I agree that it requires a bit more balance than leaning against the wall, but for the love of mankind, think of the people smashed together at the end of the carriage! Do you think they enjoy smelling each other’s beer breath and armpits?

How to Ride the London Underground- An Etiquette Guide

The London Underground: Pick Your Seat, Not Your Nose

There probably isn’t too much I need to write here as an explanation. That heading was not a joke or cute, catchy title.

We don’t care if you put on makeup as you ride, as long as you don’t get it on us and stay within your space perimeters in a seat. In fact, if you can put on lipstick, eye liner and mascara on a moving train, you have mystified all of us.

However, keep your fingers out of your nose, girls and boys. And, please, please, please, take a bath or shower before you travel!

Stay safe and polite as you ride, Sunny friends. And always  whenever you are anywhere near an Underground, Overground or National Rail Station.

How to Ride the London Underground- Etiquette Guide TFL

Final Thoughts:

I hope you found this advice valuable. If it’s too much to remember, just say ‘Sorry’ for every mistake you or other people make during your trip. Your fault, their fault, just keep saying ‘Sorry.’  It’s what they do in London.


There’s more London Underground advice on the blog, as well as a Guide to Transportation in London and resource for Americans Visiting London.

What are your tips, London friends?

Visitors, are there are additional questions I can answer for you?

Did you know as part of an online order with London Pass you can also receive an OysterCard too before you arrive or with your passes? There’s plenty of blog reviews too for attractions offered as part of this discount pass service also.

For more tips for the Tube, take two minutes to watch this too…


  1. I like seeing it spelled out. Most (all?) of this is common sense. Sadly, that’s generally lacking. I live in the San Francisco Bay Area and these guidelines could apply to our transportation system (BART) too. Just use your brains and your manners, people.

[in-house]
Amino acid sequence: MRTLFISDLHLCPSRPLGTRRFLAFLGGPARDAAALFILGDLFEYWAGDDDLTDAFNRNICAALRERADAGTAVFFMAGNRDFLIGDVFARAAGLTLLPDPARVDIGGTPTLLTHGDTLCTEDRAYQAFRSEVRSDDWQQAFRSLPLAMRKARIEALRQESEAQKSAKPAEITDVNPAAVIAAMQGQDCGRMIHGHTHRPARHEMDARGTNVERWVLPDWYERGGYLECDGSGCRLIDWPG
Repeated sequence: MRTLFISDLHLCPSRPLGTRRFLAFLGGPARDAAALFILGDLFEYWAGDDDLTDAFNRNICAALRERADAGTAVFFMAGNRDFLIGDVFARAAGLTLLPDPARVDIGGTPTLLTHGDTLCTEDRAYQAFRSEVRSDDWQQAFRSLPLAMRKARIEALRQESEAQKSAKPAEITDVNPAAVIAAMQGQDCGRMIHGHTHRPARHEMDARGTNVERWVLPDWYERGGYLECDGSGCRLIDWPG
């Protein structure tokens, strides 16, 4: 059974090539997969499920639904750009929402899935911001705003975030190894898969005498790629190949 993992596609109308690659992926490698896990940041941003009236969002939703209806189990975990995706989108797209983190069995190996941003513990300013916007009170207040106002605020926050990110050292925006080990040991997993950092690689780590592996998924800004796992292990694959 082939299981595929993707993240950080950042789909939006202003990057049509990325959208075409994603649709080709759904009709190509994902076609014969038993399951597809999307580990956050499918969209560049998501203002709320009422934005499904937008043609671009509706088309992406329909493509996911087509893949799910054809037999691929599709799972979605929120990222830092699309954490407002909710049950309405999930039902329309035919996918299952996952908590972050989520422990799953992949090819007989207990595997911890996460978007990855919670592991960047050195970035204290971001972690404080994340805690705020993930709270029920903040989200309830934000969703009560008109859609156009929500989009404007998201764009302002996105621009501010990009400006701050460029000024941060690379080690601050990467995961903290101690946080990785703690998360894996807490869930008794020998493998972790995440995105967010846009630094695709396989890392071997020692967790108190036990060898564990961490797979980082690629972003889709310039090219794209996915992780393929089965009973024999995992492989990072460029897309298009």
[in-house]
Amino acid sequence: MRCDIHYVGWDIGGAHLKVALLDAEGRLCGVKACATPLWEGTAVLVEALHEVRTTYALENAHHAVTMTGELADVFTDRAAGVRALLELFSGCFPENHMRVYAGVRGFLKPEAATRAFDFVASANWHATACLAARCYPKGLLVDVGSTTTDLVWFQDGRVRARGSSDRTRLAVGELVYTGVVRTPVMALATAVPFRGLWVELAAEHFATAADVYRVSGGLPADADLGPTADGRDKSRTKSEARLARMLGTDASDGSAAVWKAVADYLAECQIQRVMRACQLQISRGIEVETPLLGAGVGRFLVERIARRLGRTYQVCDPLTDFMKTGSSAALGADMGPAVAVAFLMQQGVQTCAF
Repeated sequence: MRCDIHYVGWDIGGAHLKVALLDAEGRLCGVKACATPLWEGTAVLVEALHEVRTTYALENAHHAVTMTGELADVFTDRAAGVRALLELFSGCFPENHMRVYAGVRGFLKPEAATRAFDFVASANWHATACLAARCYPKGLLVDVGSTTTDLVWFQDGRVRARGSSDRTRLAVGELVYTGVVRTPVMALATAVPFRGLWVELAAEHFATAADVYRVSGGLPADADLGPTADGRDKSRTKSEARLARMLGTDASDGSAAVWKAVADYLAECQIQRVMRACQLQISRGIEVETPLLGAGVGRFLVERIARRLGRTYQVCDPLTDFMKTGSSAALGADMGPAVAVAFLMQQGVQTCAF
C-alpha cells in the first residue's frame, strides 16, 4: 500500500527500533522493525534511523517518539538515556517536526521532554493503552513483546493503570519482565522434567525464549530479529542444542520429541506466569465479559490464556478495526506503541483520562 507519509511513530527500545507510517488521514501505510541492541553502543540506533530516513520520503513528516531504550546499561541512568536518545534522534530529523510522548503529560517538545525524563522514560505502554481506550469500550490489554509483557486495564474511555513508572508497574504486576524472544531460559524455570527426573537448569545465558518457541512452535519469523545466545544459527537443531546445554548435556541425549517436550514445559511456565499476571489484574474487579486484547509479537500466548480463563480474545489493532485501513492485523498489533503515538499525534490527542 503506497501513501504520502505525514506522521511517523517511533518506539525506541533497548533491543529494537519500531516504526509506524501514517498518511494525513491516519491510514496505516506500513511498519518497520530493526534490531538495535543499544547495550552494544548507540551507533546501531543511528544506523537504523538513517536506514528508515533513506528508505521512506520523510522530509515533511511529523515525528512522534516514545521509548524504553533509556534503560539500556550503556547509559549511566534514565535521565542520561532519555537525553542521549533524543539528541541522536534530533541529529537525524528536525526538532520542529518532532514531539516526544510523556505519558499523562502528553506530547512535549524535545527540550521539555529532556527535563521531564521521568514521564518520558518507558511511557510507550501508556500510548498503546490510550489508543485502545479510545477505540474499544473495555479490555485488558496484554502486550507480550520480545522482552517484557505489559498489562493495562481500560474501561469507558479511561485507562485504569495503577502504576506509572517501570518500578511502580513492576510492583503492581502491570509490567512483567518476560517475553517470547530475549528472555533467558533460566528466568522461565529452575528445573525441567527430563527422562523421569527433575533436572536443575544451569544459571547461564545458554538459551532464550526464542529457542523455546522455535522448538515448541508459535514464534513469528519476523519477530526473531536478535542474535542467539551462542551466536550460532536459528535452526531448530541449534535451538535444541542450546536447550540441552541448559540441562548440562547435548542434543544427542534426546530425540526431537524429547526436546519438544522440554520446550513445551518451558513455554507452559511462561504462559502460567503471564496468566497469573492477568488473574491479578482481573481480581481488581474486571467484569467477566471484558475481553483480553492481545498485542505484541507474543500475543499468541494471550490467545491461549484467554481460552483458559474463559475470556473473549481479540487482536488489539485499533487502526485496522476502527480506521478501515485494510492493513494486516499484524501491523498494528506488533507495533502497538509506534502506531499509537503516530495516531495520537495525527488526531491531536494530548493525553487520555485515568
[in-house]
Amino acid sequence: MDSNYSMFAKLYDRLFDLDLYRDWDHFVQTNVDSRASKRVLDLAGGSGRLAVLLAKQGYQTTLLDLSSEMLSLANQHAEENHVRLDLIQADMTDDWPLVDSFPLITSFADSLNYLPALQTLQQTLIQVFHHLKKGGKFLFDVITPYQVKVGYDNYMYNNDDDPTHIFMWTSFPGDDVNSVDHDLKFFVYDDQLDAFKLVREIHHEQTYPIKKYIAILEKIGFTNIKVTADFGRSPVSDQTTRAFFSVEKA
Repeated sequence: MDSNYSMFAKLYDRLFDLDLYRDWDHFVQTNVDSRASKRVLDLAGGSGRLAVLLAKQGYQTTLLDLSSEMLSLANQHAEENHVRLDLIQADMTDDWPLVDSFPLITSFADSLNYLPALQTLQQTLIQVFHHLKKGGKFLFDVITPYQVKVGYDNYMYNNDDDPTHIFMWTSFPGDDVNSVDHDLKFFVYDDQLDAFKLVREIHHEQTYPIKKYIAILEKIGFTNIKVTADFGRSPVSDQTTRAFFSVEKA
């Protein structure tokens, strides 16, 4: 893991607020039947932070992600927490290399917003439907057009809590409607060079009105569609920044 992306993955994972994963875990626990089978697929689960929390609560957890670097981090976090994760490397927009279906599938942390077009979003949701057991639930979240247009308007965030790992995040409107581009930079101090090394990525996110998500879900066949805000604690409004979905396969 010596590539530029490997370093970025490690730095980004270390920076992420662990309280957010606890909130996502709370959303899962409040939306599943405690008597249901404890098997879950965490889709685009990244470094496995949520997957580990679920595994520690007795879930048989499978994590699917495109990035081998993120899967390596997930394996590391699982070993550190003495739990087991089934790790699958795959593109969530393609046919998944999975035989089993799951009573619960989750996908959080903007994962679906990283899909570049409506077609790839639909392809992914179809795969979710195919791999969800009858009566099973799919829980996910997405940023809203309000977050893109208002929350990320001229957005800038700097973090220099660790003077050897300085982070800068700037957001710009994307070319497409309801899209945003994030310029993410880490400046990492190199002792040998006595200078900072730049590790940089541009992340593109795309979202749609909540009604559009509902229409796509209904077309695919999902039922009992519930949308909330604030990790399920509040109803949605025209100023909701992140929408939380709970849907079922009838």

2. My observation while in London for the first time last May is that NOBODY stands on escalators. Everyone walks or practically JOGS up or down them. Be prepared to get out of their way! 🙂 This is one fast walking city. I always considered myself somewhat of a “fast walker”…well at least as compared to the rest of my family…notsomuch in London! I loved using the Tube to get around. Very efficient.

    1. Thank you for reading, Julie. That’s an interesting observation. I always felt people in NYC would be like that. But, I haven’t spent enough time there to assess subway habits. Bottom line in London then is- get out of the way! Haha!

  3. My tip – and probably my biggest bug-bear – if you are getting ON to the train, WAIT for people who are trying to get off. Don’t push and shove or think the train will leave without you – if by any chance it does, there will be another soon. And, the driver can see you are waiting to get on. Those people who are already on the train but are trying to get off are not in view of the driver – so if you shove your way on without waiting for them they can get stuck!

    1. Thank you for commenting! It does seem like basic manners too. Glad you agree that people need to follow the simple courtesies! Hope all is well with you and I see you at an event soon 🙂 Thank you for adding another important guideline.

  4. Love this! I try to explain to folks about the tube as I used to visit for work and commute each day into the city. I prepared my 11 yo niece on our trip how to get in the groove to be ready with her oyster card and how to move along or get smushed.

    I do think there should be a “tourists lane” because when the groups crowd the turnstiles it doesn’t throw me off my stride. The Central line morning commute is definitely a primer – if you can survive walking down the spiral stairs at Tottenham Court Road (in heels), find an inch of space to get on the first train (and not the third one) and alight at St. Paul’s to the office still looking and smelling great with heels intact then you’ve won the day! Sadly, i now wear flats

    1. This is hysterical! I think the Victoria line is equivalent to the Central Line in the morning. There aren’t too many days I don’t wish I had a solid pair of brass knuckles to flash at people when I shove my way in to a packed train. Thank you for reading, and thanks for training your niece to survive in the big smoke 🙂

  5. Another rule as a working Londoner from the Antipodes is don’t talk out loud and chat until at least 10am. It’s bad enough Londoners have to go to work on the Tube but having a chatty Kathy yapping full bore will tips someone over the edge one day.

  6. Well done. I’d add two more things: please read to yourself and not aloud, and please don’t hold conversations with your travel companion so that everyone can hear